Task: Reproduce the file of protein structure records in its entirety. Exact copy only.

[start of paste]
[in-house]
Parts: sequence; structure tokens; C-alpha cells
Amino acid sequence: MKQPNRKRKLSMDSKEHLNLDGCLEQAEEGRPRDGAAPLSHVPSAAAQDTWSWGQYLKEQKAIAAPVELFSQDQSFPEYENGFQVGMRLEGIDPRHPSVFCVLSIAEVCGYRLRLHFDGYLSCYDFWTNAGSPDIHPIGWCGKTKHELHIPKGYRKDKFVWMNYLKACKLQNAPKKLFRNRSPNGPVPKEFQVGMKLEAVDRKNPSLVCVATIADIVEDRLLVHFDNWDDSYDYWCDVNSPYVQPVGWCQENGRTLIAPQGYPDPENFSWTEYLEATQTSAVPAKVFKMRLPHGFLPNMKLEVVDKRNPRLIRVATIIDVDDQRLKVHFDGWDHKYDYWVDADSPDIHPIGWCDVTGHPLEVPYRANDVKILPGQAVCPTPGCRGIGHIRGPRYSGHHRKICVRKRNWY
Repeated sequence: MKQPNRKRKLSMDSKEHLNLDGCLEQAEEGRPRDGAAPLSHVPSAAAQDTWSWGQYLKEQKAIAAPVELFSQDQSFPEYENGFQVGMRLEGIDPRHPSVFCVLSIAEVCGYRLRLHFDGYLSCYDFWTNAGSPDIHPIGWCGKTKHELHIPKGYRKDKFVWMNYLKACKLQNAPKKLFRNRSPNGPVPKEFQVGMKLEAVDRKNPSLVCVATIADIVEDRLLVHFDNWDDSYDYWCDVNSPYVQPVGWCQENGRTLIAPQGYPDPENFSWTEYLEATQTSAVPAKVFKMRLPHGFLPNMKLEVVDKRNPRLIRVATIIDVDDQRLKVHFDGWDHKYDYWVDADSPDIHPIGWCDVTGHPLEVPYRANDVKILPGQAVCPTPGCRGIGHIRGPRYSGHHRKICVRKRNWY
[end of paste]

[in-house]
Parts: sequence; structure tokens; C-alpha cells
Amino acid sequence: MKQPNRKRKLSMDSKEHLNLDGCLEQAEEGRPRDGAAPLSHVPSAAAQDTWSWGQYLKEQKAIAAPVELFSQDQSFPEYENGFQVGMRLEGIDPRHPSVFCVLSIAEVCGYRLRLHFDGYLSCYDFWTNAGSPDIHPIGWCGKTKHELHIPKGYRKDKFVWMNYLKACKLQNAPKKLFRNRSPNGPVPKEFQVGMKLEAVDRKNPSLVCVATIADIVEDRLLVHFDNWDDSYDYWCDVNSPYVQPVGWCQENGRTLIAPQGYPDPENFSWTEYLEATQTSAVPAKVFKMRLPHGFLPNMKLEVVDKRNPRLIRVATIIDVDDQRLKVHFDGWDHKYDYWVDADSPDIHPIGWCDVTGHPLEVPYRANDVKILPGQAVCPTPGCRGIGHIRGPRYSGHHRKICVRKRNWY
Repeated sequence: MKQPNRKRKLSMDSKEHLNLDGCLEQAEEGRPRDGAAPLSHVPSAAAQDTWSWGQYLKEQKAIAAPVELFSQDQSFPEYENGFQVGMRLEGIDPRHPSVFCVLSIAEVCGYRLRLHFDGYLSCYDFWTNAGSPDIHPIGWCGKTKHELHIPKGYRKDKFVWMNYLKACKLQNAPKKLFRNRSPNGPVPKEFQVGMKLEAVDRKNPSLVCVATIADIVEDRLLVHFDNWDDSYDYWCDVNSPYVQPVGWCQENGRTLIAPQGYPDPENFSWTEYLEATQTSAVPAKVFKMRLPHGFLPNMKLEVVDKRNPRLIRVATIIDVDDQRLKVHFDGWDHKYDYWVDADSPDIHPIGWCDVTGHPLEVPYRANDVKILPGQAVCPTPGCRGIGHIRGPRYSGHHRKICVRKRNWY